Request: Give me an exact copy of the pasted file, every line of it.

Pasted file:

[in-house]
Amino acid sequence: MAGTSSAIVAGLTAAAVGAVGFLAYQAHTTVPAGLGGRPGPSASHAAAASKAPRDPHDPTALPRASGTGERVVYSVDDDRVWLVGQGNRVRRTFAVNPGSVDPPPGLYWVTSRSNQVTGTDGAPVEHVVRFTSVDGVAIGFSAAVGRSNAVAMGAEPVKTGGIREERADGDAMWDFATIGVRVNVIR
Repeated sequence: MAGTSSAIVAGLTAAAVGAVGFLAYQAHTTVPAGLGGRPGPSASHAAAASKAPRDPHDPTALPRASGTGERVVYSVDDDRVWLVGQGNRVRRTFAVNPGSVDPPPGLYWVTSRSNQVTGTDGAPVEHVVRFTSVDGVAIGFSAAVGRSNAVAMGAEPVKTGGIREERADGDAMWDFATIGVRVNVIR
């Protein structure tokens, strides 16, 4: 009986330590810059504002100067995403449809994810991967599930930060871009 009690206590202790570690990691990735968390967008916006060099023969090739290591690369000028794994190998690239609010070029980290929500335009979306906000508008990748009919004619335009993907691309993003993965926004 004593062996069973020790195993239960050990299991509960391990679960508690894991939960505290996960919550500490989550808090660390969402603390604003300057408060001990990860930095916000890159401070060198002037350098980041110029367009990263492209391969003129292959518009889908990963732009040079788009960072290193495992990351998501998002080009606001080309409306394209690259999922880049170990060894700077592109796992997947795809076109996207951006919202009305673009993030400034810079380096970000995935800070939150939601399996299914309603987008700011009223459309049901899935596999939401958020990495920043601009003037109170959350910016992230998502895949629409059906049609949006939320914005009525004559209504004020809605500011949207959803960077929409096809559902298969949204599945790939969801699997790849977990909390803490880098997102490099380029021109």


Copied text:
[in-house]
Amino acid sequence: MAGTSSAIVAGLTAAAVGAVGFLAYQAHTTVPAGLGGRPGPSASHAAAASKAPRDPHDPTALPRASGTGERVVYSVDDDRVWLVGQGNRVRRTFAVNPGSVDPPPGLYWVTSRSNQVTGTDGAPVEHVVRFTSVDGVAIGFSAAVGRSNAVAMGAEPVKTGGIREERADGDAMWDFATIGVRVNVIR
Repeated sequence: MAGTSSAIVAGLTAAAVGAVGFLAYQAHTTVPAGLGGRPGPSASHAAAASKAPRDPHDPTALPRASGTGERVVYSVDDDRVWLVGQGNRVRRTFAVNPGSVDPPPGLYWVTSRSNQVTGTDGAPVEHVVRFTSVDGVAIGFSAAVGRSNAVAMGAEPVKTGGIREERADGDAMWDFATIGVRVNVIR
């Protein structure tokens, strides 16, 4: 009986330590810059504002100067995403449809994810991967599930930060871009 009690206590202790570690990691990735968390967008916006060099023969090739290591690369000028794994190998690239609010070029980290929500335009979306906000508008990748009919004619335009993907691309993003993965926004 004593062996069973020790195993239960050990299991509960391990679960508690894991939960505290996960919550500490989550808090660390969402603390604003300057408060001990990860930095916000890159401070060198002037350098980041110029367009990263492209391969003129292959518009889908990963732009040079788009960072290193495992990351998501998002080009606001080309409306394209690259999922880049170990060894700077592109796992997947795809076109996207951006919202009305673009993030400034810079380096970000995935800070939150939601399996299914309603987008700011009223459309049901899935596999939401958020990495920043601009003037109170959350910016992230998502895949629409059906049609949006939320914005009525004559209504004020809605500011949207959803960077929409096809559902298969949204599945790939969801699997790849977990909390803490880098997102490099380029021109």